# Help johnny to solve this Puzzle

Scenario

Little Johnny wants to play with his friends today. But his babysitter won't let him go! After a lot of begging, the heartless nanny gives him her brand new electronic puzzle and says: "If you solve the puzzle then you are free to go". Not being aware of Little Johnny's IT skills, the nanny leaves the kid alone. Rapidly, Little Johnny sends you an e-mail asking for your help. The puzzle consists of three hexagons as shown in the figure. Each vertex is painted black or white. Some of them belong to just one hexagon and some of them belong to more than one. Exactly four of them are painted black, and the other nine are white. The goal is to make the shared vertexes black by means of allowed moves: rotating a hexagon 60 degrees clockwise or counter-clockwise. Can you help Little Johnny?

Input

``````Input starts with an integer T, the number of puzzles to solve (1<=T<=100). T lines
follow, each one having 13 binary digits, corresponding to the top-down, left to right
labeling of the vertexes in the puzzle. A '0' means the i-th vertex is painted white,
while a '1' means it is painted black.
``````

output

``````For each test case output M on a single line, the minimum number of moves required to
solve the puzzle. Then print M lines, each one describing a move in the following manner:
two space separated integers H and C, the rotated hexagon (upper left is 0, upper right
is 1, lower one is 2) and the direction (0 for counter-clockwise, 1 for clockwise).
If there is more than one solution, any will suffice.
``````

Example

Input sample:

1 0000000101011

output sample:

3

2 0

2 0

1 1

source Limit

``````50000 Bytes
``````

time limit

``````1 sec
``````

Winning constrain

shortest code with specified time limit wins!

I leave the question for five days to decide winner future answers after five days too welcome

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Source. I'm not sure what the general feeling is about posting puzzles from other sites here, but at the very least you should give credit to the originator. – Gareth Aug 31 '12 at 10:23
Is this a `code-golf` or a `code-challenge` ? It's currently tagged as both. As for attribution, it's just common courtesy to cite the source of something that you have copied, even if it's in the public domain – Paul R Aug 31 '12 at 15:57
@DavidCarraher Possibly, but the solutions there are not required to be golfed whereas this is marked as [code-golf]. Also, if someone is waiting for a way to solve the puzzle they only need to wait for the first answer to arrive here. – Gareth Aug 31 '12 at 21:34
Wait, if he's emailing people, then he has access to the internet. which means that there's absolutely 0 reason to go outside. ever. – acolyte Sep 4 '12 at 16:12

## Python, 307 chars

``````S={'0001001011000':[]}
for i in[0]*7:
for s in dict(S):
for m in range(6):S.setdefault(''.join(s[int(x,16)]for x in['2150483769abc','3106428759abc','0326159487abc','0421753986abc','01234587a6c9b','012345976b8ca'][m]),[m]+S[s])
for j in[0]*input():
L=S[raw_input()];print len(L)
for m in L:print m/2,m%2
``````

Computes `S` which is a mapping from a state (a string just like the input) to a list of move numbers which solve the state. Generates a complete `S` on startup (only 715 states), then looks up each input and prints the answer.

Moves are implemented using a string of hex digits indicating where each result vertex comes from.

Takes about 0.15 seconds regardless of how big the input is.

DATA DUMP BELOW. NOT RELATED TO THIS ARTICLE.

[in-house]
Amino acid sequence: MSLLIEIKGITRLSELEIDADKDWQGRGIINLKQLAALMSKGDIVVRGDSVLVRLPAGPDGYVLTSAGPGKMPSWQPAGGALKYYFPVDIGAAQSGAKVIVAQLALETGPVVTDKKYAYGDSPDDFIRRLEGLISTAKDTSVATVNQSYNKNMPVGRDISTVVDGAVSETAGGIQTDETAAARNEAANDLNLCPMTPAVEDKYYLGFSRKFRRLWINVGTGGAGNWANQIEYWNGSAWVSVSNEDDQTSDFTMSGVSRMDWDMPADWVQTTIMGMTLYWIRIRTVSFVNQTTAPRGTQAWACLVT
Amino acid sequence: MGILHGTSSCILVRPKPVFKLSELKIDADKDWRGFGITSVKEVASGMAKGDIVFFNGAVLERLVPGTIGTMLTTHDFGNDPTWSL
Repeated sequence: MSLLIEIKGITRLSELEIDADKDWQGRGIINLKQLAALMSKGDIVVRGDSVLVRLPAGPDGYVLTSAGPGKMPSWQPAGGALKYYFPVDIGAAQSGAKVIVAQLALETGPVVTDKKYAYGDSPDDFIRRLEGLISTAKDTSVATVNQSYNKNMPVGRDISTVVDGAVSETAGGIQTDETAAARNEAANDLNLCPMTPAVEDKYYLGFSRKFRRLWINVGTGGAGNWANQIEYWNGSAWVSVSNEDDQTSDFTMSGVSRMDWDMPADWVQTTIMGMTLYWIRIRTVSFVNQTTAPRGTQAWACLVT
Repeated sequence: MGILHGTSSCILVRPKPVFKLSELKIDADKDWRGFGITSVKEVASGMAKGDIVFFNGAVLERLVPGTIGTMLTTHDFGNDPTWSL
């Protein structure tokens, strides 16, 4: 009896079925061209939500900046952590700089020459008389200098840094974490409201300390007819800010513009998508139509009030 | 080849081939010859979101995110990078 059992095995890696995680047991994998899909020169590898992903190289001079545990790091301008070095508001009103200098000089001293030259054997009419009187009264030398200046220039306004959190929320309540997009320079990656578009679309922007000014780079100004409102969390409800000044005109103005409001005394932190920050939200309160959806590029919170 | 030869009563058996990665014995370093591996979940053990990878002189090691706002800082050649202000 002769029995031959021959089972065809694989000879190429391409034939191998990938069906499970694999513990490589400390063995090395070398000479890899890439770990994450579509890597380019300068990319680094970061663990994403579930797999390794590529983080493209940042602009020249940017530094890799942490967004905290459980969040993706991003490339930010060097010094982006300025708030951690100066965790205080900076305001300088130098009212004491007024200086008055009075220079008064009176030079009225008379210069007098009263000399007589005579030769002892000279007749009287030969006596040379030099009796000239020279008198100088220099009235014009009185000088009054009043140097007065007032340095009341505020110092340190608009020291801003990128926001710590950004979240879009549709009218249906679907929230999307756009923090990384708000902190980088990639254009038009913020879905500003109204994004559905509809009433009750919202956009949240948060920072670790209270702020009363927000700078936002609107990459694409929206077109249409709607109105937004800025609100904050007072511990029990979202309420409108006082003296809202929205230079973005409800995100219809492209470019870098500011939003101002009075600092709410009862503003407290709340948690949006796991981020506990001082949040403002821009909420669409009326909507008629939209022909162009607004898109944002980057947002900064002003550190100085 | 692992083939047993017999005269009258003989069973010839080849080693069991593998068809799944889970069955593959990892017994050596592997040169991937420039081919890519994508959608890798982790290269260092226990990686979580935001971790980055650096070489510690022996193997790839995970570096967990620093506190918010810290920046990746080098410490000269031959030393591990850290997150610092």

-
 715 states seems like such a small number given there are 13 positions and four fillers. Even with symmetry taken into account. I'll have to give this more thought. – David Carraher Sep 3 '12 at 2:33 (13 choose 4) = 715 en.wikipedia.org/wiki/Combination. – Keith Randall Sep 3 '12 at 3:33 Yes. I didn't do the math. Just assumed it was much larger. – David Carraher Sep 3 '12 at 3:34 I cannot figure out how you managed to tackle such a big problem with so little code! – David Carraher Sep 10 '12 at 19:41

# Mathematica 831

This was a very demanding challenge that took me several days to work out and streamline, far more than a typical challenge.

This graphs all the nodes, where each node corresponds to one arrangement of 4 black hexagon vertices. Then we find the shortest distance from an input vertex to the solution vertex, `{4, 7, 9, 10}`.

``````c = Complement; h = {{7, 9, 6, 3, 1, 4}, {7, 4, 2, 5, 8, 10}, {7, 10, 12, 13, 11, 9}}; i = {4, 7, 9, 10};l = RotateLeft; n = Module; q = Sort; r = RotateRight; s = Flatten;

p[v_, x_, r_] := Block[{d}, n[{d = v \[Intersection] x},If[d != {}, {v, (r[x][[Position[x, #][[1, 1]]]] & /@ d) \[Union] c[v, d], {x /. {h[[1]] -> 0, h[[2]] -> 1, h[[3]] -> 2}, r /. {r -> 0, l -> 1}}}, {}]] /. {{a_, b_, c_} :>   {q@a \[DirectedEdge] q@b, q@a \[DirectedEdge] q@b -> c}}]

o[e_, t_] := Cases[s[Outer[p, {#}, h, {l, r}, 1]~s~2 & /@ e, 1], {a_ \[DirectedEdge] w_, b_} /; \[Not] MemberQ[t, w] :> {a \[DirectedEdge] w, b} ]

m[{g_, j_, _, b_}] :=n[{e, k, u, z},{e, k} = Transpose[o[c @@ g, g[[2]]]];z = Graph[u = Union@Join[e, j], EdgeLabels -> k];{Prepend[g, c[VertexList[z], s[g, 1]]], u, z, Union@Join[k, b]}]

t[j_] :=n[{r, v, y, i = {4, 7, 9, 10}},z = Nest[m, {{{i}, {}}, {}, 1, {}}, 7];v = FindShortestPath[z[[3]], i, Flatten@Position[Characters@j, "1"]];y = Cases[z[[4]], Rule[DirectedEdge[a_, b_], k_] /; MemberQ[v, a] && MemberQ[v, b]];r = Reverse[y[[Cases[Flatten[Position[y, #] & /@ v, 1], {a_, _, 1} :> a]]]] /. (_ \[DirectedEdge] _ -> k_) :>  k ;Grid@Join[{{Length[r]}}, r]]
``````

Usage

``````t["0100000100011"]
``````

Timing

The search space loads at the when the code is read for the first time. A solution takes approximately .32 seconds, regardless of the distance from the solution node.

Note: [Intersection], [Union], and [DirectedEdge] are single, dedicated characters in Mathematica.

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